LITTLE ROCK — A place of worship that allows a person to carry a concealed handgun on the premises would have to give public notice under legislation filed Friday.
House Bill 1284 by Reps. Reginald Murdock, D-Marianna, and Darrin Williams, D-Little Rock, also would shield churches from liability for damages resulting from gun play and would establish guidelines for who makes the decision whether to allow a person licensed to carry a concealed handgun into the building.
The bill was drafted with help from the governor’s office to address liability questions raised by church clergy during committee hearings on the measure.
“(There were) concerns that we had heard from the faith community about things not specifically addressed in Senate Bill 71. … So, yes, (HB 1284) is their effort to address those concerns,” said Matt DeCample, spokesman for Gov. Mike Beebe. DeCample also said the governor would sign SB 71, which passed overwhelmingly in both the House and Senate, into law Monday.
Sen. Bryan King, R-Green Forrest, said Friday he thought parts of HB 1284 were “overreaction,” but he was willing to consider the proposal.
During committee debate over SB 71, several pastors expressed concern that their church’s liability insurance would rise if the bill became law, and they asked if churches should put up signs informing the public on whether they allow concealed-handgun permit holders to bring weapons into their churches.
Under HB 1284, a church or other place of worship that allowed someone to carry a handgun inside would be required to post a sign measuring at least 8 inches by 10 inches at each public entrance into the building.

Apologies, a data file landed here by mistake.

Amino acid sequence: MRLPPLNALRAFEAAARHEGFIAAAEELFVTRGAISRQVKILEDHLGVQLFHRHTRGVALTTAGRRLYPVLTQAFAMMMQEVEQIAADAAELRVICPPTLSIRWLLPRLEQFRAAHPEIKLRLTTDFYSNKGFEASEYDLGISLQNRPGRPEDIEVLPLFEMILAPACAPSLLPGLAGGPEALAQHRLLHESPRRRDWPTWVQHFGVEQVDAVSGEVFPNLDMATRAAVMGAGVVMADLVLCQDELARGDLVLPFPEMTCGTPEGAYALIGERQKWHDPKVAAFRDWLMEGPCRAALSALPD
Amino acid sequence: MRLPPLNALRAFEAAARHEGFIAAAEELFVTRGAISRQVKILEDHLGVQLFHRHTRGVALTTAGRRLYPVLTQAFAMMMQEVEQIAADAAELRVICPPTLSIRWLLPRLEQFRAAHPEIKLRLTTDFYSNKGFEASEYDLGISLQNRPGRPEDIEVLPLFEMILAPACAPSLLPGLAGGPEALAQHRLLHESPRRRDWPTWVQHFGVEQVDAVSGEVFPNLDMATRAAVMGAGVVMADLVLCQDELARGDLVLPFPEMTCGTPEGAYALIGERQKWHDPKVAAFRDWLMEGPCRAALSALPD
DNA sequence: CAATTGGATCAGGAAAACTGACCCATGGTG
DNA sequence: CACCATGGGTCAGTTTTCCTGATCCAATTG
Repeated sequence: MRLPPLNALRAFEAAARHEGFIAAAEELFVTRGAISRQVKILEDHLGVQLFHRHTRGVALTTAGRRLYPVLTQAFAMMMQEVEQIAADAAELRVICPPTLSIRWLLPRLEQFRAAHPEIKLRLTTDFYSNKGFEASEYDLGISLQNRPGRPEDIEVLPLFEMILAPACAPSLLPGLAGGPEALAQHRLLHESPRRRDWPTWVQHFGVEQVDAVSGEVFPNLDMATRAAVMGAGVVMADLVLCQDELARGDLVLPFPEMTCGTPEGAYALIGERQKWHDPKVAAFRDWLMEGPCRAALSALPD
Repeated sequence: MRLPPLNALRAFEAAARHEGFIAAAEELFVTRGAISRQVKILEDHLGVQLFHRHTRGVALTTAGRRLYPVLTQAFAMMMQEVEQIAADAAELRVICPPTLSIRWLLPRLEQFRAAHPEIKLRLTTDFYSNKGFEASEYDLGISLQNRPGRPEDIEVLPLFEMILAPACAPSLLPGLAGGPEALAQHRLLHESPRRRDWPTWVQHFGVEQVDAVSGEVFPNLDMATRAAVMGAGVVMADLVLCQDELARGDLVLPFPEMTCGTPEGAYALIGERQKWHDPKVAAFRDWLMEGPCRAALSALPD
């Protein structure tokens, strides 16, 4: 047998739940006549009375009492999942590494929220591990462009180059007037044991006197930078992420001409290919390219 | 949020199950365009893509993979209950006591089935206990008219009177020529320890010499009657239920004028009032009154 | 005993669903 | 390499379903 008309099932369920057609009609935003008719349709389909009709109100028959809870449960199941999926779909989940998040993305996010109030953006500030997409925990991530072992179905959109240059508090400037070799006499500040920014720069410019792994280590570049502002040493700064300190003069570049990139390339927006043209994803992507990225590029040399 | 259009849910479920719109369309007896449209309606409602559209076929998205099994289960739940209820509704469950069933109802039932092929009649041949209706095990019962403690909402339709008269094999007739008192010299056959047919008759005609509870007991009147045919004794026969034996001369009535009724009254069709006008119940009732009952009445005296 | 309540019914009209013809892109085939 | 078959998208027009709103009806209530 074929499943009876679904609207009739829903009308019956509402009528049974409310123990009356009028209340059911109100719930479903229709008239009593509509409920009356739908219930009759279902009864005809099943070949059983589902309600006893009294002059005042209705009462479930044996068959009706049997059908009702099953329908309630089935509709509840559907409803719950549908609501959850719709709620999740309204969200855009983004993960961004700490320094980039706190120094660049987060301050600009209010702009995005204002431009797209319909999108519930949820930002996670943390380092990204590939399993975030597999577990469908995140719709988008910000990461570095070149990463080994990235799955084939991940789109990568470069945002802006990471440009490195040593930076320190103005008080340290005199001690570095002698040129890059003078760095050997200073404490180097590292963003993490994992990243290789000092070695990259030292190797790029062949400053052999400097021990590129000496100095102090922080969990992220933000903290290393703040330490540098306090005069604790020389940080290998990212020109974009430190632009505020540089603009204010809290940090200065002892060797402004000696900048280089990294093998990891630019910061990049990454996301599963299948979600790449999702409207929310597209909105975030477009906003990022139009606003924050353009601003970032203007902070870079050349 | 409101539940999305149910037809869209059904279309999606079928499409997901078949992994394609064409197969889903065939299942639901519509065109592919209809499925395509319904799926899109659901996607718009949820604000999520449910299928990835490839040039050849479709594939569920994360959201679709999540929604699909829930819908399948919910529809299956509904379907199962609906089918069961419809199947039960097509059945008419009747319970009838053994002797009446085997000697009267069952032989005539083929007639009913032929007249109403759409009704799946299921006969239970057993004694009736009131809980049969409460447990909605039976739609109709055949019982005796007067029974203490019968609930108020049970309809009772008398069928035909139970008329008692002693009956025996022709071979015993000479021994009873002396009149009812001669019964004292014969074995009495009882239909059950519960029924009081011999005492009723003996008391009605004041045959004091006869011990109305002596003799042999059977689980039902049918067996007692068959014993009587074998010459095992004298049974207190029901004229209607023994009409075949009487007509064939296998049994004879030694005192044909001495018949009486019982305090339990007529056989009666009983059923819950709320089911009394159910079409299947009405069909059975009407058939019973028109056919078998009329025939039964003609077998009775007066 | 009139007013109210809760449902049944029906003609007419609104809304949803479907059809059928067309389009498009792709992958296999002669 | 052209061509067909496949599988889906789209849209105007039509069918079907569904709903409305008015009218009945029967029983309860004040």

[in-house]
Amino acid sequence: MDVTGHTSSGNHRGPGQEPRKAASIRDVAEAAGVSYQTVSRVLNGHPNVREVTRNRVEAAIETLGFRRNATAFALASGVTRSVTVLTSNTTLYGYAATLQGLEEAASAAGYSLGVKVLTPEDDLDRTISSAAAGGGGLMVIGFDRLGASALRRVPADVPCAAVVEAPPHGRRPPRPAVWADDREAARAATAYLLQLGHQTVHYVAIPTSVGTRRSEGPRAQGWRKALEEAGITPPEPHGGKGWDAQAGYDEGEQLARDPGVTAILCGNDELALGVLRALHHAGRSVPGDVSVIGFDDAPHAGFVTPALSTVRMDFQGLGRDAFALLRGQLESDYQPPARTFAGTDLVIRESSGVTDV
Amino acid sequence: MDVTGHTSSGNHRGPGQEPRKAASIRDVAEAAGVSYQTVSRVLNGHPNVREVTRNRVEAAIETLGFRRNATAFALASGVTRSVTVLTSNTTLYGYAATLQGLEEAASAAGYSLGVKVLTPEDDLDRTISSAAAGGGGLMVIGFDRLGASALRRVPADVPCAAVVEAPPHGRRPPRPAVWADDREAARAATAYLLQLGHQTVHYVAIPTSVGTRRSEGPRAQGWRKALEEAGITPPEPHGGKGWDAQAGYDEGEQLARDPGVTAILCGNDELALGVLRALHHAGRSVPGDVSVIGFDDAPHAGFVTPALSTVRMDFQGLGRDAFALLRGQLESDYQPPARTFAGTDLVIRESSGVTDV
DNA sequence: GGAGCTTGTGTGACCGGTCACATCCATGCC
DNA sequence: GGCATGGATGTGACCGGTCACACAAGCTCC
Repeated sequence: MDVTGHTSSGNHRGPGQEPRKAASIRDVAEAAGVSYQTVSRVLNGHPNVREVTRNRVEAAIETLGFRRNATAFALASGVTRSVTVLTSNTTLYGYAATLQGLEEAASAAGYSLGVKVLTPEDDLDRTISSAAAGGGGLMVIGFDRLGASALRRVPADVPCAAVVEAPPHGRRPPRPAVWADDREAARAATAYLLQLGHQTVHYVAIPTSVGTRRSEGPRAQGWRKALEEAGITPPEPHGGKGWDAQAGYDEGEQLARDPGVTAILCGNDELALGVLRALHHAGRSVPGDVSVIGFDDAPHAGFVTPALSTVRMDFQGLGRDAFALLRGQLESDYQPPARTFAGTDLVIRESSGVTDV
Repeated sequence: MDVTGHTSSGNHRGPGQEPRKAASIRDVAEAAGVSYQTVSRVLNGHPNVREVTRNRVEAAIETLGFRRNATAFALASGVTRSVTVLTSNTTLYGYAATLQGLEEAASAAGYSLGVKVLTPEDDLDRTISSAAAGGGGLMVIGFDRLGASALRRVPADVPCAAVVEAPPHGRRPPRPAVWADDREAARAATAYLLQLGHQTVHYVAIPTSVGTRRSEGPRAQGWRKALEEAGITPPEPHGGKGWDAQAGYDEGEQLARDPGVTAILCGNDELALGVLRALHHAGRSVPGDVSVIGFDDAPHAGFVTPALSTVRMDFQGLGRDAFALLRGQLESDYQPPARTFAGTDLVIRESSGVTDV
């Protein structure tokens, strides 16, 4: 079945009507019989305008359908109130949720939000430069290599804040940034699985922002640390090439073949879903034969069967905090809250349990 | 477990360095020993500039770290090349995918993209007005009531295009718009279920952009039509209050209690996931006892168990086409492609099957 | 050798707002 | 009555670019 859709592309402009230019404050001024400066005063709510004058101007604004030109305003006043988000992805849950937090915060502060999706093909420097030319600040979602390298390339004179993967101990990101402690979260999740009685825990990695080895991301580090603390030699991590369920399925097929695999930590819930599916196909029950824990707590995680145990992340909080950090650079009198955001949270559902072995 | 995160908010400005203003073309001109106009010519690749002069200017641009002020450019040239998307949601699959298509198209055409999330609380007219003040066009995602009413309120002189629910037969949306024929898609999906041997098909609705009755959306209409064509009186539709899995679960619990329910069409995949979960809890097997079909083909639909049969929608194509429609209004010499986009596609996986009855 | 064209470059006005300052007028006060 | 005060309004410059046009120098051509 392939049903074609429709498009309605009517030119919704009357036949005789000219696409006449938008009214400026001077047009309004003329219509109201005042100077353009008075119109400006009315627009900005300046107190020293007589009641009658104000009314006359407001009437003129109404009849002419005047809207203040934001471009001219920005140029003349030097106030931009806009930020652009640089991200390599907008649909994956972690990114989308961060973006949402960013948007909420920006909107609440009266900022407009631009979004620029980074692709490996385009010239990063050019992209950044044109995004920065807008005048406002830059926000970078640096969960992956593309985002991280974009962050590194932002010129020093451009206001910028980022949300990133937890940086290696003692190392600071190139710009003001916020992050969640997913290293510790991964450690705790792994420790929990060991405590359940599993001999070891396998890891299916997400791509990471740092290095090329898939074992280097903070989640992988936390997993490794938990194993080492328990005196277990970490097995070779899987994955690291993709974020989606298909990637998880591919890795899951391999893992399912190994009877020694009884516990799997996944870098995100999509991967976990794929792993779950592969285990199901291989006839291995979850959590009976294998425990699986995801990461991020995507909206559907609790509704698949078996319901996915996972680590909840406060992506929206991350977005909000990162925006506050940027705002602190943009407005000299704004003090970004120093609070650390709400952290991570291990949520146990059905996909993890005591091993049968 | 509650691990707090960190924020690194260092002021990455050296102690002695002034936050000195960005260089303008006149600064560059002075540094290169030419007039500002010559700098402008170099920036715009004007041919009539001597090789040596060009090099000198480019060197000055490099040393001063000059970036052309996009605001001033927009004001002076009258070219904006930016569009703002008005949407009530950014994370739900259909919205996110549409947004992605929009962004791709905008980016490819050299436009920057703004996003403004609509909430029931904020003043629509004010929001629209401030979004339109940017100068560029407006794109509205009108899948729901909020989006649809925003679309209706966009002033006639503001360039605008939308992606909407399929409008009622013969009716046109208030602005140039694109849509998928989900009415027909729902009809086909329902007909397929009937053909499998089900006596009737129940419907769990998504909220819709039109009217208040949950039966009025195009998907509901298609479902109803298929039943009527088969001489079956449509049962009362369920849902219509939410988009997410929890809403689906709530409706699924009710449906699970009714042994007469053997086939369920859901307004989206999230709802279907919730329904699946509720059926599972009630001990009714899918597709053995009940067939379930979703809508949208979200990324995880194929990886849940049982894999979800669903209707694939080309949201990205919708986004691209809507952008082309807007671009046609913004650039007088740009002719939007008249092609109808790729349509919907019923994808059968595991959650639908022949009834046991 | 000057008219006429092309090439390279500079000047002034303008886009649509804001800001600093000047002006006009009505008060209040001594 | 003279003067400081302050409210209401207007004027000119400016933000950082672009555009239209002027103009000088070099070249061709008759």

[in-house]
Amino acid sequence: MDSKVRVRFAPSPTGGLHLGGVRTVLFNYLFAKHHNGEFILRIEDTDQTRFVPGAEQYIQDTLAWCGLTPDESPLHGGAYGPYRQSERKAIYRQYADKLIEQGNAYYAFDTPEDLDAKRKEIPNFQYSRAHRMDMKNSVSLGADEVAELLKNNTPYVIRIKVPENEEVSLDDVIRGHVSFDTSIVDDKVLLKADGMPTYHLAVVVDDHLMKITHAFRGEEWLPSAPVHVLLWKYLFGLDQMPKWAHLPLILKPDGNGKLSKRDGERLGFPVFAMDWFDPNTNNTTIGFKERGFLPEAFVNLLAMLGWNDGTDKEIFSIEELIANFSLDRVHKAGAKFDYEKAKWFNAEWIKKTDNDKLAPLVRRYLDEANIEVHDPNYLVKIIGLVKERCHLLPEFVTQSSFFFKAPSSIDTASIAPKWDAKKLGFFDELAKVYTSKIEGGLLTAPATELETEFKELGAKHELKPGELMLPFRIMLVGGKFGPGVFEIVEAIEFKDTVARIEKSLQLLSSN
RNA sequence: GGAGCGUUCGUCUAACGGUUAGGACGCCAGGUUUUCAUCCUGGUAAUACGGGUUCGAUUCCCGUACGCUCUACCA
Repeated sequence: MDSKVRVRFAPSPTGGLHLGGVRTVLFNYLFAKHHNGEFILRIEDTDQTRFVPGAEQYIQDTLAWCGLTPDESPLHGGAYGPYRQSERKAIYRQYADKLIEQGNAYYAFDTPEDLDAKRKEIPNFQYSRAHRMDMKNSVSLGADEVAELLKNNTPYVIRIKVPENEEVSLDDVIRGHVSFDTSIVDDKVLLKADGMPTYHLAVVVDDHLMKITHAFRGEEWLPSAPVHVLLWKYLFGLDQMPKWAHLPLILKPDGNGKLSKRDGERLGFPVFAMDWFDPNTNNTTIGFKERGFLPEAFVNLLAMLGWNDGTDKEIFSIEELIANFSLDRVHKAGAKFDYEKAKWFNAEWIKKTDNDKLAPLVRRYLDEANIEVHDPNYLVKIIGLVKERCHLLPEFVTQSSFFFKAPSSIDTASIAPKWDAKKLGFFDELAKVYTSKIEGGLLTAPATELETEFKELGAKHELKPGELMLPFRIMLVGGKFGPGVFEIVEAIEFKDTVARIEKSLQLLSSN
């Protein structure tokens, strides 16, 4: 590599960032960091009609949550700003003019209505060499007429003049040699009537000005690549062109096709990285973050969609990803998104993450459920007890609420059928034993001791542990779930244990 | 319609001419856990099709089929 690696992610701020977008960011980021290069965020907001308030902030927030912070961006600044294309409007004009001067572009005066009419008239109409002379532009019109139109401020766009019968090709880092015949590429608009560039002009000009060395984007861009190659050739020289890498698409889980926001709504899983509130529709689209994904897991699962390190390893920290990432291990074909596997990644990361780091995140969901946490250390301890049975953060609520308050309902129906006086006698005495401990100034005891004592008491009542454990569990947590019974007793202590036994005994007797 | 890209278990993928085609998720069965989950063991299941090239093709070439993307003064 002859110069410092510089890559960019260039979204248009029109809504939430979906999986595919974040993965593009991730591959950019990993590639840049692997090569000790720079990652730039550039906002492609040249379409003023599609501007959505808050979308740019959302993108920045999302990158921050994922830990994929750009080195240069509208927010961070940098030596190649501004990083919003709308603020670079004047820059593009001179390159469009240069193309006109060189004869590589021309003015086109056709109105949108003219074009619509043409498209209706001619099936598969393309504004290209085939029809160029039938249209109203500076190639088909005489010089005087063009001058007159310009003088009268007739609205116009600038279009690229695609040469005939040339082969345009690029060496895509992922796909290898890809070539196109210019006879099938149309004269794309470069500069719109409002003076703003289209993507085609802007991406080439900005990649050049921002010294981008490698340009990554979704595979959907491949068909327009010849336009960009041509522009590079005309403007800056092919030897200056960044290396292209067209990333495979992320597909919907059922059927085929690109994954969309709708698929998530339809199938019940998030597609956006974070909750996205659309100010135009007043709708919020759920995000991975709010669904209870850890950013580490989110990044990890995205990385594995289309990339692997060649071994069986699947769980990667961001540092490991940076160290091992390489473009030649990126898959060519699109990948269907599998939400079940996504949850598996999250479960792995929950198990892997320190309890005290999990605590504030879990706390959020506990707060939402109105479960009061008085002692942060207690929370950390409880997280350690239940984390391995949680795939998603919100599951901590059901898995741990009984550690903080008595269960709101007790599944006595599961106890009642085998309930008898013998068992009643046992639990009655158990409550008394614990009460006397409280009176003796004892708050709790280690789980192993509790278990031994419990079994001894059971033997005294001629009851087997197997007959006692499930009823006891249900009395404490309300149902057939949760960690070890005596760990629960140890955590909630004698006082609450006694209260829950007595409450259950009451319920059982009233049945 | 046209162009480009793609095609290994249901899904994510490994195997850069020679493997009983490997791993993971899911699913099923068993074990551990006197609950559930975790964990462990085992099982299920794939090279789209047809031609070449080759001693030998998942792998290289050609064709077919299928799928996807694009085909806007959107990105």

At a minimum, the sign would have to state that the facility allows a concealed-carry permit holder to carry a weapon inside and that there may be someone in the church who is in possession of a concealed handgun.
The measure provides that the worship facility’s most authoritative governing body or the person vested with ultimate decision-making authority would decide whether to allow a gun inside.
It would exempt places of worship from liability for damages as a result of an act involving a handgun by a person on the property unless the church has liability insurance, or if the church acts in bad faith or acts grossly, negligently, recklessly or intentionally.
In the bill’s emergency clause, which would make it effective immediately upon being signed into law, the sponsors said the measure is necessary because “prior legislation leaves many questions unanswered.”
“I don’t see the need for a sign,” King said. “But … if one of those churches are concerned about liability, that doesn’t mean they can’t post a sign.”
Regarding the liability exemption, King said he already has been researching that issue and is willing to discuss it further. However, he said he has not heard of liability being an issue in any of the other states that have passed similar laws.
On the requirement stipulating who in the church can decide who can carry a concealed weapon into church, King declined to comment, saying he has to study that proposal.
King said he has admitted that his bill may not be perfect and may need to be amended in a future legislative session. He questioned the need for Murdock and Williams to “immediately file something” but added, “It’s a democracy, we can file any bill and we can debate it.”